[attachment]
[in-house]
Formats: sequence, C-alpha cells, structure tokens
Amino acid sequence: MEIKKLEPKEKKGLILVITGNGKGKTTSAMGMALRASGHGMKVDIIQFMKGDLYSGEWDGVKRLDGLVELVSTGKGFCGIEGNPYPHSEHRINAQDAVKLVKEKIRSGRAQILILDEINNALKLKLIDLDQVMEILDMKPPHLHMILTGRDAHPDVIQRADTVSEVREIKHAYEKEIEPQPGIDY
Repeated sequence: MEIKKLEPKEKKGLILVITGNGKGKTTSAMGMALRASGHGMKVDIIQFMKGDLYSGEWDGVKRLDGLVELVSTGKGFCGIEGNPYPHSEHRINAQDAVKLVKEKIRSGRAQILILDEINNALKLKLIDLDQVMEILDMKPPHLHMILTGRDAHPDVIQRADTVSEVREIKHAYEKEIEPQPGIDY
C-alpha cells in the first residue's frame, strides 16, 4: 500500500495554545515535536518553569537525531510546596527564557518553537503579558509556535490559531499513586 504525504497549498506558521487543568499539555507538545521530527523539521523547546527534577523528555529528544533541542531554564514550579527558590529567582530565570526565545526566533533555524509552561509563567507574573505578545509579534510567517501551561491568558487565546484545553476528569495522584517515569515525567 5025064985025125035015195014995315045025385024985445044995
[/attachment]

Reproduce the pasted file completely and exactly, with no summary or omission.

[in-house]
Formats: sequence, C-alpha cells, structure tokens
Amino acid sequence: MEIKKLEPKEKKGLILVITGNGKGKTTSAMGMALRASGHGMKVDIIQFMKGDLYSGEWDGVKRLDGLVELVSTGKGFCGIEGNPYPHSEHRINAQDAVKLVKEKIRSGRAQILILDEINNALKLKLIDLDQVMEILDMKPPHLHMILTGRDAHPDVIQRADTVSEVREIKHAYEKEIEPQPGIDY
Repeated sequence: MEIKKLEPKEKKGLILVITGNGKGKTTSAMGMALRASGHGMKVDIIQFMKGDLYSGEWDGVKRLDGLVELVSTGKGFCGIEGNPYPHSEHRINAQDAVKLVKEKIRSGRAQILILDEINNALKLKLIDLDQVMEILDMKPPHLHMILTGRDAHPDVIQRADTVSEVREIKHAYEKEIEPQPGIDY
C-alpha cells in the first residue's frame, strides 16, 4: 500500500495554545515535536518553569537525531510546596527564557518553537503579558509556535490559531499513586 504525504497549498506558521487543568499539555507538545521530527523539521523547546527534577523528555529528544533541542531554564514550579527558590529567582530565570526565545526566533533555524509552561509563567507574573505578545509579534510567517501551561491568558487565546484545553476528569495522584517515569515525567 5025064985025125035015195014995315045025385024985445044995